Recently, we celebrated Mighty Block’s First Anniversary. This is a major milestone in the culture of a startup. That was the perfect time to share the final version of our core values to the team, and to remember how we got to this place. In this period, the company developed a healthy and strong culture that engages talented people and we want to share it with you through an interview with Franco Breciano, Mighty Block’s founder and CEO.
How could you describe the philosophy behind Mighty Block Culture?
FB: After going through the exercise of identifying the core values of the company, it became clear to me that the team values people who are a combination of talent, humbleness and serving other team members.
Another important pillar that was present throughout the exercise was the education piece. All the team members are hungry for knowledge and learning, because we are immersed in a very innovative and nascent space, which is Web3. Nobody has experience, regulators are still learning, the active user base is still small and the infrastructure is being built, just like in 1998.
I’m glad that the eight core values really reflect situations we’ve lived through. With our set of core values, we can now refer to them with words and quickly align our thinking. For example, when recruiting, it’s now easy to say “This candidate does not have a white belt attitude” and know exactly what the other person is talking about.
Why is launching the company’s core values such a milestone?
FB: Being happy at work is important for all of us. And when everything is ok with your job, but you are working with other members that don’t share your core values and views of the world, that can make your work miserable.
We have this clear since day one, so we waited for the right moment to gather the team and reflect on what makes us want to show up and build web3 products as a team. It’s such an important milestone because it means there is a critical mass of happy people at the company and there is a shared set of values that for us are important.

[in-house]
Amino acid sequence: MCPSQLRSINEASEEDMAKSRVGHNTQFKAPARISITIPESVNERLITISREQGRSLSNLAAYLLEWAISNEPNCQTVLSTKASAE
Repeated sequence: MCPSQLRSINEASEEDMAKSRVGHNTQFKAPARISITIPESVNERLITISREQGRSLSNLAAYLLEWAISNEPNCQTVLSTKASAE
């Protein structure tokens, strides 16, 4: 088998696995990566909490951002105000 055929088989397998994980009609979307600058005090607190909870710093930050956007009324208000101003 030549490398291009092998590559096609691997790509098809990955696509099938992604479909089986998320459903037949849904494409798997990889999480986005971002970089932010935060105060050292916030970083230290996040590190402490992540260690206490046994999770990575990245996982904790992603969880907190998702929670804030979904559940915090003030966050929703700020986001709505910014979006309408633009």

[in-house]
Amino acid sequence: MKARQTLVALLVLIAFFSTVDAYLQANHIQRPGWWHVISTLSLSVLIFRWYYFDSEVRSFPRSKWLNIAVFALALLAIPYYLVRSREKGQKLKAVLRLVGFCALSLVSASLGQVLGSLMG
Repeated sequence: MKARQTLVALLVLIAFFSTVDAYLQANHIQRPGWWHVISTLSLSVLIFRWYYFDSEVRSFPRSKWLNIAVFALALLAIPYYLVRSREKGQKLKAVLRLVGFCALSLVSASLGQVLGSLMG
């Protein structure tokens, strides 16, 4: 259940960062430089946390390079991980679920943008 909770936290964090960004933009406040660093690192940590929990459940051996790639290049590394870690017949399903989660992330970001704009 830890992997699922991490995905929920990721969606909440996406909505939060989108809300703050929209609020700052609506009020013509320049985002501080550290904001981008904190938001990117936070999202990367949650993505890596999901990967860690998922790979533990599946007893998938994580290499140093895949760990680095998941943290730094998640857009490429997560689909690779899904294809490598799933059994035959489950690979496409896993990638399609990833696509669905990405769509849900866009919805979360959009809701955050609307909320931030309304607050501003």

I personally think that companies with a high percentage of knowledge workers (nowadays more remote than ever) will have to come up with ways of staying united and having a strong culture, or otherwise they will lose talent to other companies that do have a well defined culture.
Here are some additional benefits of having the core values crystal clear:
- Define your culture. Your core values will set the tone of your organization. They will be the underlying foundation and character of your business and the people in it.
- Change the way you do business. When you have a solid foundation, everything else falls in to place. It gives you a standard to hold to, and helps you operate more efficiently.
- Attract like-minded people to your organization. When you have a clear set of values, potential employees and customers who have the same values will recognize them and seek you out.
- Weed out employees who are not a fit. Adhering to your core values will quickly identify who in your organization is not on board. Whether they leave on their own or are helped out the door, you will have an opportunity to fill the position with someone who shares in and believes in your values.
- Dictate how you review, reward and recognize your employees. Your employees will know what is required and have a clearer understanding of your expectations. Core Values give you a measurable standard, and make it easier for you to show appreciation and recognition to your support team.